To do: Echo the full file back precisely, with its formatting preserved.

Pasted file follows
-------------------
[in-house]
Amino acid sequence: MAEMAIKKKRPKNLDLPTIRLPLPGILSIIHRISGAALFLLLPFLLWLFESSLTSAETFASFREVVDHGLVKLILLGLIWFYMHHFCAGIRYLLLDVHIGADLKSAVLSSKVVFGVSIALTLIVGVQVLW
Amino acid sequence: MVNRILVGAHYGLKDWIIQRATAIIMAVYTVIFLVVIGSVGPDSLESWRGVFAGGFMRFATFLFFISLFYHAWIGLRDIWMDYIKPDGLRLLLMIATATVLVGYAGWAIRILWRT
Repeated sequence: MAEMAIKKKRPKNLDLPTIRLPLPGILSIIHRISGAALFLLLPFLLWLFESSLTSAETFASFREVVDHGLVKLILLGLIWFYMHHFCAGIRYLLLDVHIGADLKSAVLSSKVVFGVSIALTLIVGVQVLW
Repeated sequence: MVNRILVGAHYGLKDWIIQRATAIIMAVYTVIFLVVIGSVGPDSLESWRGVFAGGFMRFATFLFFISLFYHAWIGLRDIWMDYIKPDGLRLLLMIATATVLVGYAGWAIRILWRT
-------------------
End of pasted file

[in-house]
Amino acid sequence: MAEMAIKKKRPKNLDLPTIRLPLPGILSIIHRISGAALFLLLPFLLWLFESSLTSAETFASFREVVDHGLVKLILLGLIWFYMHHFCAGIRYLLLDVHIGADLKSAVLSSKVVFGVSIALTLIVGVQVLW
Amino acid sequence: MVNRILVGAHYGLKDWIIQRATAIIMAVYTVIFLVVIGSVGPDSLESWRGVFAGGFMRFATFLFFISLFYHAWIGLRDIWMDYIKPDGLRLLLMIATATVLVGYAGWAIRILWRT
Repeated sequence: MAEMAIKKKRPKNLDLPTIRLPLPGILSIIHRISGAALFLLLPFLLWLFESSLTSAETFASFREVVDHGLVKLILLGLIWFYMHHFCAGIRYLLLDVHIGADLKSAVLSSKVVFGVSIALTLIVGVQVLW
Repeated sequence: MVNRILVGAHYGLKDWIIQRATAIIMAVYTVIFLVVIGSVGPDSLESWRGVFAGGFMRFATFLFFISLFYHAWIGLRDIWMDYIKPDGLRLLLMIATATVLVGYAGWAIRILWRT